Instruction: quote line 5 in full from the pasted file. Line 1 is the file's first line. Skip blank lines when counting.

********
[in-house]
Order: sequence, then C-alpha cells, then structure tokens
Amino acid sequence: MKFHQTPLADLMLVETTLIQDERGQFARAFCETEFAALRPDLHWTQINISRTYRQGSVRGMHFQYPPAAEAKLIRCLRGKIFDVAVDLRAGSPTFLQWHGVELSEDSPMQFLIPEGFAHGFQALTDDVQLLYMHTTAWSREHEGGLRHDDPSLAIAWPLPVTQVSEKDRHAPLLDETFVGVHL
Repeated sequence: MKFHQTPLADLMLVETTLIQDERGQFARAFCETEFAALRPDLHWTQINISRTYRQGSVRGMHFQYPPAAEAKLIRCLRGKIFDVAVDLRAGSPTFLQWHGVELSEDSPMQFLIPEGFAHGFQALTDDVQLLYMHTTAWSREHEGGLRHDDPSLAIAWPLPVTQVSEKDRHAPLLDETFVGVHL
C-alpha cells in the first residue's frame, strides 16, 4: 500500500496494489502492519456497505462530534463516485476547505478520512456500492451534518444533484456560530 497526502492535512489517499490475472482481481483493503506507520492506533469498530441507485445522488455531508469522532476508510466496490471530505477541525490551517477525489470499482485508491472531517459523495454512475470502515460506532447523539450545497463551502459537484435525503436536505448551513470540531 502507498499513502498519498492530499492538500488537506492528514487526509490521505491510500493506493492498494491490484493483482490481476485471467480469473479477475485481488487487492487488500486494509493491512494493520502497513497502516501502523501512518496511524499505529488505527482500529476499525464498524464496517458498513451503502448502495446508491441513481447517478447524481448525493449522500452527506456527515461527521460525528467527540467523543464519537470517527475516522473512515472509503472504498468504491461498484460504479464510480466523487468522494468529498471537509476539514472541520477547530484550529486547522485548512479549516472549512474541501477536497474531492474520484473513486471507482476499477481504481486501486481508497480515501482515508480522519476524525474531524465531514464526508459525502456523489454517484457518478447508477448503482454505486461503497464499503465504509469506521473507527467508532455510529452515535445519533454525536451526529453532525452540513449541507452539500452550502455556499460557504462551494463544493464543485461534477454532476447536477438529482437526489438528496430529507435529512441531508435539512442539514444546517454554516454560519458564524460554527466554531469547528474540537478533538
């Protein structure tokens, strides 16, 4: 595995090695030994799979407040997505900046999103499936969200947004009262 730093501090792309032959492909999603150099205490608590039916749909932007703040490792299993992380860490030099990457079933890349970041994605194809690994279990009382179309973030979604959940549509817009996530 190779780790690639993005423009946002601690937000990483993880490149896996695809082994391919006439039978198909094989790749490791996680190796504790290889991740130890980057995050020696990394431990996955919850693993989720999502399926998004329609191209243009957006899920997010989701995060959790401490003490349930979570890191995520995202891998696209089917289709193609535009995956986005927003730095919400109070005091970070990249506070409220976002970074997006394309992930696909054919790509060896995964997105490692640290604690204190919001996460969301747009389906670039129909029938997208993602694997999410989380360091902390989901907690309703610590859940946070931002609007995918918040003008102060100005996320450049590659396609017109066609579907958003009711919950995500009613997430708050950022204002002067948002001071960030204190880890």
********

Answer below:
C-alpha cells in the first residue's frame, strides 16, 4: 500500500496494489502492519456497505462530534463516485476547505478520512456500492451534518444533484456560530 497526502492535512489517499490475472482481481483493503506507520492506533469498530441507485445522488455531508469522532476508510466496490471530505477541525490551517477525489470499482485508491472531517459523495454512475470502515460506532447523539450545497463551502459537484435525503436536505448551513470540531 502507498499513502498519498492530499492538500488537506492528514487526509490521505491510500493506493492498494491490484493483482490481476485471467480469473479477475485481488487487492487488500486494509493491512494493520502497513497502516501502523501512518496511524499505529488505527482500529476499525464498524464496517458498513451503502448502495446508491441513481447517478447524481448525493449522500452527506456527515461527521460525528467527540467523543464519537470517527475516522473512515472509503472504498468504491461498484460504479464510480466523487468522494468529498471537509476539514472541520477547530484550529486547522485548512479549516472549512474541501477536497474531492474520484473513486471507482476499477481504481486501486481508497480515501482515508480522519476524525474531524465531514464526508459525502456523489454517484457518478447508477448503482454505486461503497464499503465504509469506521473507527467508532455510529452515535445519533454525536451526529453532525452540513449541507452539500452550502455556499460557504462551494463544493464543485461534477454532476447536477438529482437526489438528496430529507435529512441531508435539512442539514444546517454554516454560519458564524460554527466554531469547528474540537478533538